The deal will be signed Tuesday when Ukrainian Prime Minister Arseniy Yatsenyuk visits the Quebec hamlet of Chelsea to meet Prime Minister Stephen Harper, whose summer residence is at nearby Harrington Lake. Yatsenyuk is on a visit to the U.S. and will head to Britain after his stop in Canada.
Although Canada's trade with Ukraine is modest — it was worth $244 million last year, down from $322 million the year before — observers say the deal will be an important political gesture, sending a message of confidence in the reforms being undertaken by the government of Ukraine's president, Petro Poroshenko.
Trade between the two countries is worth less than the $400 million in low-interest bilateral loans Canada has provided to Ukraine since its political crisis began in November 2013.
It also comes nearly two years after Harper announced a tentative Canada-European Union trade agreement, and nearly a year after holding a signing ceremony to celebrate it, although the details of that agreement are still being finalized. The government says that trade deal is worth $12 billion a year to the Canadian economy.
Statistics for 2013 compiled by the World Trade Organization suggest Ukraine doesn't crack Canada's top 40 trading partners.
High foreign debt
A spokesman for Trade Minister Ed Fast directed questions about Yatsenyuk's visit to the Prime Minister's Office, but did say "Prime Minister Harper and Ukrainian leadership have been clear about their commitment to concluding negotiations on a free trade agreement."
"A free trade agreement between Canada and Ukraine would further strengthen our partnership and create jobs and prosperity for Canadians and Ukrainians alike," Rick Roth wrote in an email to CBC News.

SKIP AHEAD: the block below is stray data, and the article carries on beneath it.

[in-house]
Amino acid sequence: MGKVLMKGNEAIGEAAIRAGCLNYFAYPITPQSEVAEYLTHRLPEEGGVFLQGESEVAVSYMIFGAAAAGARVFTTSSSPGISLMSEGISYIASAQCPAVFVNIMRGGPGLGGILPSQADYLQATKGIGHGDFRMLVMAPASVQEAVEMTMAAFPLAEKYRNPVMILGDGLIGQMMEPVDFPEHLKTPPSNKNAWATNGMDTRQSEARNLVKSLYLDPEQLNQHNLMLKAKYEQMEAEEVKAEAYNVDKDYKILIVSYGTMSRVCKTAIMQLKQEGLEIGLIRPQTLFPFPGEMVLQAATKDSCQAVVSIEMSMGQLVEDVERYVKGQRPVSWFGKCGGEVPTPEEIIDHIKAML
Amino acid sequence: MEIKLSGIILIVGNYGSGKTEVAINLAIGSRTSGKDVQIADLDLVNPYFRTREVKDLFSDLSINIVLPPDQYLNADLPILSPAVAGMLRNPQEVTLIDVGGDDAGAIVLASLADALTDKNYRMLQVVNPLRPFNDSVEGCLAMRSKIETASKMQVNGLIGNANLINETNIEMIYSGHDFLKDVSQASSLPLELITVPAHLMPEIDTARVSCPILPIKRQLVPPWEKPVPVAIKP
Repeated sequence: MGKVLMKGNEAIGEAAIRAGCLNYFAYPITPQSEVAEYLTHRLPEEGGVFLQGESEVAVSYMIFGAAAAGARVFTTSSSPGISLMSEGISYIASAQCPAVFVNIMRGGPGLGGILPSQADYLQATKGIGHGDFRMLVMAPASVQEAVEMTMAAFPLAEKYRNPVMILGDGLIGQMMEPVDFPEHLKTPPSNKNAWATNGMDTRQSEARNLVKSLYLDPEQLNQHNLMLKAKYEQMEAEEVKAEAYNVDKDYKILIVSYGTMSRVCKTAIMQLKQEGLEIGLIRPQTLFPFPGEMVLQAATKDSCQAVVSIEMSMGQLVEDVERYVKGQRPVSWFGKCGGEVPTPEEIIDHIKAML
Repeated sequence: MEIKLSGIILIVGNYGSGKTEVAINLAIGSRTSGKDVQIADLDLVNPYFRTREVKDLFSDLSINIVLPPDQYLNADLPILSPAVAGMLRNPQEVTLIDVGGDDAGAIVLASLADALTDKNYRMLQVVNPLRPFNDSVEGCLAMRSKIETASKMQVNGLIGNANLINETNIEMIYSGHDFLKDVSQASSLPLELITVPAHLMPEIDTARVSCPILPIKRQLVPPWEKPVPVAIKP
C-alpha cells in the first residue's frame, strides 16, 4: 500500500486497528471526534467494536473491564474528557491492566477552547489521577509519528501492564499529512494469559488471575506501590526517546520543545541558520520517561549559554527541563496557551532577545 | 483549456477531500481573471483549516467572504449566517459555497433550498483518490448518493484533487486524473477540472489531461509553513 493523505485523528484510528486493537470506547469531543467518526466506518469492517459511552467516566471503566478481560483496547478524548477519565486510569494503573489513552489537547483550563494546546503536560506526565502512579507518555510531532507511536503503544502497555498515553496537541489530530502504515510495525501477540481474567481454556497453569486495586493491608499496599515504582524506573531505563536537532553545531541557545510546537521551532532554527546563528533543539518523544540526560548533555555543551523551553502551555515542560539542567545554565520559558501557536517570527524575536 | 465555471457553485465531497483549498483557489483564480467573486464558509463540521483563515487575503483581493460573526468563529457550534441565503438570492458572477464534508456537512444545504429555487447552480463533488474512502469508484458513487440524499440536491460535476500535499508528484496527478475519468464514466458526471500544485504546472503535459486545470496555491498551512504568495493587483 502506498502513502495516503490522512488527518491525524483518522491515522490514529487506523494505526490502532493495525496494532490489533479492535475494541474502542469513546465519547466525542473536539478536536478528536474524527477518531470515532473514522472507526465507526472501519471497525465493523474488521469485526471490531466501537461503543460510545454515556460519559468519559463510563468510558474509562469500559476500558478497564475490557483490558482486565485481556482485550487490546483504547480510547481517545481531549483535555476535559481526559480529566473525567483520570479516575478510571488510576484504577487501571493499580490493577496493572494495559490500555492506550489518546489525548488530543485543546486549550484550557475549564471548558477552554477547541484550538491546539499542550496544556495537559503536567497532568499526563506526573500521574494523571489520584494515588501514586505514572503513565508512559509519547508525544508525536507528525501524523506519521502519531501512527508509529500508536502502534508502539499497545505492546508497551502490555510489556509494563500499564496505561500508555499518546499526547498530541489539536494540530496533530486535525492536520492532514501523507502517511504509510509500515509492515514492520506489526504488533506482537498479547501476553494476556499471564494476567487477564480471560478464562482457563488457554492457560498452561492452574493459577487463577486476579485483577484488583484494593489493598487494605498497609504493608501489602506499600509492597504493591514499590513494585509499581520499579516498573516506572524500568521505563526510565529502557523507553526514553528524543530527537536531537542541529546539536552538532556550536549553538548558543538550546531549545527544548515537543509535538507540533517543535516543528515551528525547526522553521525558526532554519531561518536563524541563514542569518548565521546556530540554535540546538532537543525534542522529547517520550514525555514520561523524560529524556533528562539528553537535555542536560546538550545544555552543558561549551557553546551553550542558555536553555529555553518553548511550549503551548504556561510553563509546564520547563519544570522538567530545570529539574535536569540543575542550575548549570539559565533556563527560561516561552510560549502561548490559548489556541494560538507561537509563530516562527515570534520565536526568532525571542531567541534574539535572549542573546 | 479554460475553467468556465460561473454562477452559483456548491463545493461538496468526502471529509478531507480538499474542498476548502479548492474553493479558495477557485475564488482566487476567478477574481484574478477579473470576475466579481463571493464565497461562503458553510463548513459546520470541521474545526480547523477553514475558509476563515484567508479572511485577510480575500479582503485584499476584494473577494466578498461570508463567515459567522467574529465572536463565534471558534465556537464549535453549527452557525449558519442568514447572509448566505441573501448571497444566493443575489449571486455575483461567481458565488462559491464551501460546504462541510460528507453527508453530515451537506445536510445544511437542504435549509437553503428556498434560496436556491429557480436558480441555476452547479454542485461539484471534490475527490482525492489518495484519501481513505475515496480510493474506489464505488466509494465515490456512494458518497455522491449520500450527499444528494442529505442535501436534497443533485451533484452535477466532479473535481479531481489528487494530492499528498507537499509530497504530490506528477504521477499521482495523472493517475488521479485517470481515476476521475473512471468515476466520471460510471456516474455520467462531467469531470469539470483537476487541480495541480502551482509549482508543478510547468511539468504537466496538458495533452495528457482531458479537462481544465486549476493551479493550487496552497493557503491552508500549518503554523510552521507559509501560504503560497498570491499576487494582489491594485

The PMO did not immediately reply to a request for comment.
Harper and Poroshenko met June 6 in Kyiv, where Harper pledged to send negotiators to conclude an agreement "as soon as possible."
The deal has been under negotiation since 2009 but stalled during the past year of turmoil, as Russian-backed rebels seized control of Crimea and much of Ukraine's industrial heartland in the east of the country.
Dominique Arel, a professor of Ukrainian studies at the University of Ottawa, said the agreement will be no economic bonanza in the short term and that Ukraine's foreign debts presented a situation "parallel to Greece" — except, he said, that Ukraine was more ready and willing to reform its economic and political system to eliminate corruption.
Arel said the free trade agreement would be of symbolic value, showing the world that Canada had confidence in Ukraine's efforts to clean up its politics and its business environment.
Currently, almost all of Ukraine's economic output goes to pay its debts.
Taras Zalusky, executive director of the Ukrainian Canadian Congress, agreed that the deal will have more political than economic impact in the short term. However, he said Ukraine will be an important market in the future.
"You've got a country of 45 million people, one of the largest countries within Europe with a very high literacy rate, and a high level of economic potential," said Zalusky.
"It used to be the economic engine of the former Soviet Union. So you've got great opportunity and you've got a country who used to rely on Russia as one of its primary trading partners. So now you have opportunity for Canadian companies to partner with Ukrainians in the aerospace sector, agriculture, financial services and oil and gas."
The free trade agreement, Zalusky added, will serve as a "sign of confidence by Canada" in Ukraine's ability to "move on with the reforms that it's doing, all the while being at war with Russia."
The agreement would still require legal vetting and ratification by parliaments in both countries.